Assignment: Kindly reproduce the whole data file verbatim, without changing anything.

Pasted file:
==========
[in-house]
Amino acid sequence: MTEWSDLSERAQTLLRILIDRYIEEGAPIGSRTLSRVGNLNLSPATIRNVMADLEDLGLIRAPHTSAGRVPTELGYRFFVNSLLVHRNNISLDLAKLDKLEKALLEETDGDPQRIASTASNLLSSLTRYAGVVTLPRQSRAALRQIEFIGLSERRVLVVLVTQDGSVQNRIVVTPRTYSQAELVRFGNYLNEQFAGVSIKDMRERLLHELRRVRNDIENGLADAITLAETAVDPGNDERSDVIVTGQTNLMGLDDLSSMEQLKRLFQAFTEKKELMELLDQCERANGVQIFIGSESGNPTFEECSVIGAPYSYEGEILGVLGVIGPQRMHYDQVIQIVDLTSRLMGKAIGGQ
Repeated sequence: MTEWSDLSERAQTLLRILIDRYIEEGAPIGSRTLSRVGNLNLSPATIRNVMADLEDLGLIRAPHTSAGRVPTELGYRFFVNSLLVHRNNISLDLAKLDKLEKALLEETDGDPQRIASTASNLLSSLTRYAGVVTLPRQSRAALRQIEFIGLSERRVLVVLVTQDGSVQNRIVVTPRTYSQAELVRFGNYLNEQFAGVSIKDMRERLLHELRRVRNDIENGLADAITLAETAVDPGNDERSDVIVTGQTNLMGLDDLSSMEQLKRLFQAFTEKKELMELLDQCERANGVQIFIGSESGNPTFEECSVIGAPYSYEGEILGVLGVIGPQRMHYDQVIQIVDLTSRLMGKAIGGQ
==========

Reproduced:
[in-house]
Amino acid sequence: MTEWSDLSERAQTLLRILIDRYIEEGAPIGSRTLSRVGNLNLSPATIRNVMADLEDLGLIRAPHTSAGRVPTELGYRFFVNSLLVHRNNISLDLAKLDKLEKALLEETDGDPQRIASTASNLLSSLTRYAGVVTLPRQSRAALRQIEFIGLSERRVLVVLVTQDGSVQNRIVVTPRTYSQAELVRFGNYLNEQFAGVSIKDMRERLLHELRRVRNDIENGLADAITLAETAVDPGNDERSDVIVTGQTNLMGLDDLSSMEQLKRLFQAFTEKKELMELLDQCERANGVQIFIGSESGNPTFEECSVIGAPYSYEGEILGVLGVIGPQRMHYDQVIQIVDLTSRLMGKAIGGQ
Repeated sequence: MTEWSDLSERAQTLLRILIDRYIEEGAPIGSRTLSRVGNLNLSPATIRNVMADLEDLGLIRAPHTSAGRVPTELGYRFFVNSLLVHRNNISLDLAKLDKLEKALLEETDGDPQRIASTASNLLSSLTRYAGVVTLPRQSRAALRQIEFIGLSERRVLVVLVTQDGSVQNRIVVTPRTYSQAELVRFGNYLNEQFAGVSIKDMRERLLHELRRVRNDIENGLADAITLAETAVDPGNDERSDVIVTGQTNLMGLDDLSSMEQLKRLFQAFTEKKELMELLDQCERANGVQIFIGSESGNPTFEECSVIGAPYSYEGEILGVLGVIGPQRMHYDQVIQIVDLTSRLMGKAIGGQ